In a one hour and 41 minute battle against world No. 2 David Wagner (USA), Alcott prevailed in a straight-sets victory 6-4, 7-6.
While the win was not new territory for the home crowd favourite, Alcott said it was the sweetest one yet.
“That win meant the most to me because someone wrote a funny tweet [to me], I read it, ‘If you put yourself out there, it puts more pressure on you’. It really does,” Alcott said.
“To broadcast it live to the world, never been done in a final, that’s huge for the movement of Para-sport, everything that I believe in.”
Last night’s Australian Open final was the first quad singles Grand Slam final in history broadcast live to homes in Australia and in nations across the world.
“That’s 4 million people with disabilities in Australia and 1.4 billion people in the world with disabilities that had the opportunity to see it,” Alcott said.
“I used to lie in bed thinking, ‘This sucks. Why don’t I see anybody like me?’ This used to eat me up. Whatever I’m good at, I want to make it. That’s what I used to tell myself. That’s the definition of making it, broadcasting that to the world.”
Although the final score reflects that Alcott was the clear champion, his competition was cut out for him, with Wagner pushing him hard in each set.
“That was really good tennis,” Alcott said. “At 5-2, I was up. He got back to 5-4, played awesome. In the 5-4 game I played horrible, but I still felt like I was going to win.”
And while the second set tiebreaker had the 5,000-strong crowd on the edge of their seats, Alcott said he knew he had enough experience competing against Wagner to get the job done.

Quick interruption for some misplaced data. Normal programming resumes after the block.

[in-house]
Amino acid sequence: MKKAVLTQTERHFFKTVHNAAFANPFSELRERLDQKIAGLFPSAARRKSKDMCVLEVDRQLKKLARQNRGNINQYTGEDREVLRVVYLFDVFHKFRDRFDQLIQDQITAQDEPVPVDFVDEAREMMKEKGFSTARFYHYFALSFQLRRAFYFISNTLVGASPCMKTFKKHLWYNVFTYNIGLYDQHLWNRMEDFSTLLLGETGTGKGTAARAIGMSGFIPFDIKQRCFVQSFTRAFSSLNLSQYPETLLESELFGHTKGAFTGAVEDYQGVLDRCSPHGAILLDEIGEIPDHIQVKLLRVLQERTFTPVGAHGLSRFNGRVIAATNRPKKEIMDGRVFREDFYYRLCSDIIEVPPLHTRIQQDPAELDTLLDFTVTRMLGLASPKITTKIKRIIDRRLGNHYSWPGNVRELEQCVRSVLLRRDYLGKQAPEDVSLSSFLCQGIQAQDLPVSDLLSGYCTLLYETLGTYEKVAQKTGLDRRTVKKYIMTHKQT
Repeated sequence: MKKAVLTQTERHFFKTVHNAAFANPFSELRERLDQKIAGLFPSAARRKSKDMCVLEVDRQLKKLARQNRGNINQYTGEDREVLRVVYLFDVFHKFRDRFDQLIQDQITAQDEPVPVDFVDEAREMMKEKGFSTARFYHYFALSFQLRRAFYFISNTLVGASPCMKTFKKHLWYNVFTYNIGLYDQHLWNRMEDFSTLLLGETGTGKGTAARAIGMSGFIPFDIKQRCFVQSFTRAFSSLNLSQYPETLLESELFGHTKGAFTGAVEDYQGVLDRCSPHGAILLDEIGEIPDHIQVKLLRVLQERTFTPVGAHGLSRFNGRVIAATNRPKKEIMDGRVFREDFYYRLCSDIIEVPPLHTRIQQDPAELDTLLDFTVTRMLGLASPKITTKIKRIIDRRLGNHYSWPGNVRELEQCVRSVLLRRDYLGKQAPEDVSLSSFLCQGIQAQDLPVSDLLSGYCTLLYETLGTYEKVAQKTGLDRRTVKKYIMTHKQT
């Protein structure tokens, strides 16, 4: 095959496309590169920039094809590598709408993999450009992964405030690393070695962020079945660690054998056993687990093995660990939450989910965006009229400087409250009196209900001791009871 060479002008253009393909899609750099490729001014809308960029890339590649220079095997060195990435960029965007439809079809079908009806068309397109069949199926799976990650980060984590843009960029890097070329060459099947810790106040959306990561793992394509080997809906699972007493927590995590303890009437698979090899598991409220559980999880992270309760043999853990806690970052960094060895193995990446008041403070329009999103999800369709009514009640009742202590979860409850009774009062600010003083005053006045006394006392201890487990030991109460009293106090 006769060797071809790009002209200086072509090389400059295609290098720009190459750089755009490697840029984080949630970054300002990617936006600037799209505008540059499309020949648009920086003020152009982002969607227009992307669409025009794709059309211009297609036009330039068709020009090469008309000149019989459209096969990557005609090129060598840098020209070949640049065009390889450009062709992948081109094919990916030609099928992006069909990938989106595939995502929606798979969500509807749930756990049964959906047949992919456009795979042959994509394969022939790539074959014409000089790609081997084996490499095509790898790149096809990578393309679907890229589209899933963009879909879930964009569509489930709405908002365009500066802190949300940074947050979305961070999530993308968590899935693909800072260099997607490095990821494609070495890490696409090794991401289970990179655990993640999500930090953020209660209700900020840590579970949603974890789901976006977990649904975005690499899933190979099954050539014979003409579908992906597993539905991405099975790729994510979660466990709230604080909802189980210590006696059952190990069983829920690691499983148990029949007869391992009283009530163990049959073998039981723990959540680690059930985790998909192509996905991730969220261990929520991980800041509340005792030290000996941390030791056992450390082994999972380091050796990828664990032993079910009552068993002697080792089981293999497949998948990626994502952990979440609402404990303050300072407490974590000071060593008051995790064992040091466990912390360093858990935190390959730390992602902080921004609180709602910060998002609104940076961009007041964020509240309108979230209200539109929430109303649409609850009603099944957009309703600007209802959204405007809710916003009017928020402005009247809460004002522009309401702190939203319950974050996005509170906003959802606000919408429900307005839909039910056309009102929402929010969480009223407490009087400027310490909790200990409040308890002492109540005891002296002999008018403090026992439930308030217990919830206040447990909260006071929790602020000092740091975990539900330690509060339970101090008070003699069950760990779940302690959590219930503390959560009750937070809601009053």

“You know what you’ve got to do to win when you play someone so often. As soon as you roll out on Rod Laver, your brain is a kilometre away. I know what I’ve got to do to win.
“Every time I hit a slice backhand to his backhand, I’m like, ‘What am I doing that for?’ Next shot, same thing. That’s what happens when you’re in the final of a Grand Slam.
“In the tiebreak, my box told me to just take a bit more time.
With Alcott’s profile growing fast due to prominent sponsorship and broadcasting deals, he said the target on his back was bigger than ever.
“It’s a much bigger target the more you pump yourself up, put yourself out there. As I read in an article, the most famous person at the Australian Open is not who you think,” Alcott said, referring to an article that was published about him in The New York Times.
“Just reading that title, the way it was written, it’s almost valid. I can’t believe that. You go out in the public, thousands of people gather around for a photo. I can’t believe it’s happened.
“I’m the lucky one who has it at the moment. The next generation of young [Para-athletes], other sports, they deserve the same thing.
“It means the world to me to be able to cut through, break that glass ceiling. Hopefully it flows on for years to come and this becomes the norm.
“It adds to the pressure. You put that on yourself. People say, ‘Why do you do all this broadcasting?’ I was tired, I felt bad at the start of the week. You have to hustle to get where you want. I’m so glad I didn’t stuff it up, was able to win.”
With a heavy schedule over the Australian summer, Alcott will now take a short break from wheelchair tennis before he begins training for the next Grand Slams, Wimbledon and Roland-Garros.
And after that, qualifying for the Tokyo 2020 Paralympic Games will be on his agenda.
“I want to go to Tokyo 2020, hopefully win a few more gold medals and then I’ll reassess my life after that.”
By Sascha Ryner, APC Media